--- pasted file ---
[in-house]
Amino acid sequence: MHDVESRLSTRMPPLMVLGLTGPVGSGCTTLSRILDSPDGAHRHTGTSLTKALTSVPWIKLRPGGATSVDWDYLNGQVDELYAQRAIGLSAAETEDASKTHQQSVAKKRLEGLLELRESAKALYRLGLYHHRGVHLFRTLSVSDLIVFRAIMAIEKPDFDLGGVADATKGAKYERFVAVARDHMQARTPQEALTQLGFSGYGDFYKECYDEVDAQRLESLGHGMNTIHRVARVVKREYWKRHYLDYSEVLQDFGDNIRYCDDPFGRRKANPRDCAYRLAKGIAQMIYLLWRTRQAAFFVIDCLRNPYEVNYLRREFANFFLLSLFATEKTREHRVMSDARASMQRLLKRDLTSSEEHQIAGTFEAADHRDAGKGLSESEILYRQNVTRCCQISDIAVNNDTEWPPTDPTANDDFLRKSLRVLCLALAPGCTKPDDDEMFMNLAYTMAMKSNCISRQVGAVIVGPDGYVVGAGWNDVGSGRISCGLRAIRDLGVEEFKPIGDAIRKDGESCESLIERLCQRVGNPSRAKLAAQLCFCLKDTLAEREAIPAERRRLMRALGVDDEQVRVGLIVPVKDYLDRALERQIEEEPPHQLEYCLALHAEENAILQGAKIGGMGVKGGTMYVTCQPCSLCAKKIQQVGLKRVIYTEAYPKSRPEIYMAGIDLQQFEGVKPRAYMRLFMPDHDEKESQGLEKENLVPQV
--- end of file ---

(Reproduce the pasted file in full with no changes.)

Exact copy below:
[in-house]
Amino acid sequence: MHDVESRLSTRMPPLMVLGLTGPVGSGCTTLSRILDSPDGAHRHTGTSLTKALTSVPWIKLRPGGATSVDWDYLNGQVDELYAQRAIGLSAAETEDASKTHQQSVAKKRLEGLLELRESAKALYRLGLYHHRGVHLFRTLSVSDLIVFRAIMAIEKPDFDLGGVADATKGAKYERFVAVARDHMQARTPQEALTQLGFSGYGDFYKECYDEVDAQRLESLGHGMNTIHRVARVVKREYWKRHYLDYSEVLQDFGDNIRYCDDPFGRRKANPRDCAYRLAKGIAQMIYLLWRTRQAAFFVIDCLRNPYEVNYLRREFANFFLLSLFATEKTREHRVMSDARASMQRLLKRDLTSSEEHQIAGTFEAADHRDAGKGLSESEILYRQNVTRCCQISDIAVNNDTEWPPTDPTANDDFLRKSLRVLCLALAPGCTKPDDDEMFMNLAYTMAMKSNCISRQVGAVIVGPDGYVVGAGWNDVGSGRISCGLRAIRDLGVEEFKPIGDAIRKDGESCESLIERLCQRVGNPSRAKLAAQLCFCLKDTLAEREAIPAERRRLMRALGVDDEQVRVGLIVPVKDYLDRALERQIEEEPPHQLEYCLALHAEENAILQGAKIGGMGVKGGTMYVTCQPCSLCAKKIQQVGLKRVIYTEAYPKSRPEIYMAGIDLQQFEGVKPRAYMRLFMPDHDEKESQGLEKENLVPQV